Azure SQL Database scheduled autoscaling

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One of the major benefits of Azure is scalability, the cloud has been built to be elastic to be as cost-effective as possible. Azure solutions can be scaled in ways that would never be possible with your own hardware. You are able to scale up and out when the demand arises, and, more importantly, you can scale down and in when you don’t need all the resources anymore, thereby saving a lot of money.

Autoscaling based on a schedule allows you to scale your solution according to predictable resource demand. For example you could require the highest capacity on Monday during peak hours, while the rest of the week the traffic is decreased allowing you to scale down. Outside business hours and during weekends you could then scale down further to the absolute minimum.

Azure SQL Database currently offers four service tiers: Basic, Standard, Premium, and Premium RS. Databases are isolated from each other and portable. You can change between tiers easily and without downtime.
Azure SQL database tiers and performance levels


Scheduled autoscaling with Azure Automation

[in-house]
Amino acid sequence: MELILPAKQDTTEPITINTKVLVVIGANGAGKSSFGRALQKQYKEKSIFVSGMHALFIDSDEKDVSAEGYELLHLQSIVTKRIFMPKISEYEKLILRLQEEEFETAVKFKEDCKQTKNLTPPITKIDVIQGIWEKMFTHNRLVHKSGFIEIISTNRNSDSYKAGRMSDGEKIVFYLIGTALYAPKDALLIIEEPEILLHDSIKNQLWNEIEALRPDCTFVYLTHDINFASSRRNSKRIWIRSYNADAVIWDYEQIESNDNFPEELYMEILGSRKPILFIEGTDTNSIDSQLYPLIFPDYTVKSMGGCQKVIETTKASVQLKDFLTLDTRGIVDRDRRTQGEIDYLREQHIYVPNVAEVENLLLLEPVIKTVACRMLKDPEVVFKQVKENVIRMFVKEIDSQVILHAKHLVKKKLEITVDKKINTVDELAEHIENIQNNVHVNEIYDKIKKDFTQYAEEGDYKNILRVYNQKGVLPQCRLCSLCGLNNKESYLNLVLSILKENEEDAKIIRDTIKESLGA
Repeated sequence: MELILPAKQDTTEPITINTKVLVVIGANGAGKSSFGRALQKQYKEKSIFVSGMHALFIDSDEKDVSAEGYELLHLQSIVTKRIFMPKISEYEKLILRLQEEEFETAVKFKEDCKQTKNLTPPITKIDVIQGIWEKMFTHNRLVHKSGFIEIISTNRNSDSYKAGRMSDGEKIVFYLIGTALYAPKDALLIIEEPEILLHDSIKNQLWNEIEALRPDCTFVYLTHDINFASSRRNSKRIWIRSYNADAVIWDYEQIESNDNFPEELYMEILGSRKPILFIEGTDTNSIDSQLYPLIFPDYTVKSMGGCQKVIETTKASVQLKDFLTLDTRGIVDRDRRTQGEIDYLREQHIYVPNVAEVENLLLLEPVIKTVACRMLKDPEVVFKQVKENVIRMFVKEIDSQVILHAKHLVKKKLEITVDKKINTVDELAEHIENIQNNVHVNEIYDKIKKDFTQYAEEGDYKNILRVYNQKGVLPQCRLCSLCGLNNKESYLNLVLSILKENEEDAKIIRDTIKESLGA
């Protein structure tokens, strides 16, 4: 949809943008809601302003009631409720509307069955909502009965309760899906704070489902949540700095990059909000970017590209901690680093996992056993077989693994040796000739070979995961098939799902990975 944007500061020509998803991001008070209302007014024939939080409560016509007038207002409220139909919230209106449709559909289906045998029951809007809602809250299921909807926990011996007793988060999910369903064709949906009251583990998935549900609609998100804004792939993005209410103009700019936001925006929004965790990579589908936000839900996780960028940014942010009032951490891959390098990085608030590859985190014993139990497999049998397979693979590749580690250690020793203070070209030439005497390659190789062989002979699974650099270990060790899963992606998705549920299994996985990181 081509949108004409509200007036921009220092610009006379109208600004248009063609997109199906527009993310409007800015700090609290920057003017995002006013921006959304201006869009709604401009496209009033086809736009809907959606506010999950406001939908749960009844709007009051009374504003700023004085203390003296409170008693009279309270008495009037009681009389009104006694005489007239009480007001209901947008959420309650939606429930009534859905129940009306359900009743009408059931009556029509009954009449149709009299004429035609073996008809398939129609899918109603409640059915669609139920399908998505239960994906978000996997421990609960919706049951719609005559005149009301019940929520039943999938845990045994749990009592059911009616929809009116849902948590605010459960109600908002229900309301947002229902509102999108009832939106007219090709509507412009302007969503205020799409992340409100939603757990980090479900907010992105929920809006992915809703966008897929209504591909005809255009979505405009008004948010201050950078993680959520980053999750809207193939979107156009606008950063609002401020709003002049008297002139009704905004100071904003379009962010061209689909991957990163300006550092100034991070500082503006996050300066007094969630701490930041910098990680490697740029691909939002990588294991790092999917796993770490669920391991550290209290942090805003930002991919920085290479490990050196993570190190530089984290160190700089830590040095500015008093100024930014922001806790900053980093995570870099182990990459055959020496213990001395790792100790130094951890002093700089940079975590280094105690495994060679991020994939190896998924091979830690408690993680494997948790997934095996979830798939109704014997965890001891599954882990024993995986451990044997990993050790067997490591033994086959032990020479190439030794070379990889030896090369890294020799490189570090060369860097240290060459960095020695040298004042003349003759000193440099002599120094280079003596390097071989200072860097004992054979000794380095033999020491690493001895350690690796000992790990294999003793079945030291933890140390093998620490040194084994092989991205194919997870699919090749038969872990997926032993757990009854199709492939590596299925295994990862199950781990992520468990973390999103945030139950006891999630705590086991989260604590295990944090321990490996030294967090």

To automate scaling of Azure SQL Databases based on a schedule I have created an Azure Automation PowerShell Runbook called AzureSQLDatabaseScheduledAutoScaling. You can easily import this runbook into your Azure Automation account and then execute it against your database by entering values for a few parameters that specify your database details, your Automaton Run As Account and a database-specific scaling schedule. A step-by-step guide can be found at the bottom of this post.

Scheduling of the runbook itself can be done by creating a recurring hourly Automation Schedule. A single runbook can have multiple jobs running at one time. This means it is possible to create multiple schedules for the AzureSQLDatabaseScheduledAutoScaling runbook, enabling scaling of multiple databases simultaneously.

Scaling of the database will only be performed in case the runbook execution moment matches a day/time slot specified in the scaling schedule parameter. If the runbook executes and the database is in the desired edition/tier already, no work will be done. Don’t worry about the costs of Azure Automation, the first 500 run minutes are free and after that you pay €0.002 / minute (as per september 2017).

Azure Automation Runbook Architecture

When you start using this solution, keep the following in mind:

  • The length of time for a switch of edition/tier varies, but is generally under 4 seconds, and under 30 seconds in 99% of the time. The duration of the entire scale process depends on both the size and service tier of the database before and after the change. For example a 250 GB database that is changing to, from, or within a Standard service tier, should complete within 6 hours. For a database of the same size that is changing performance levels within the Premium service tier, it should complete within 3 hours.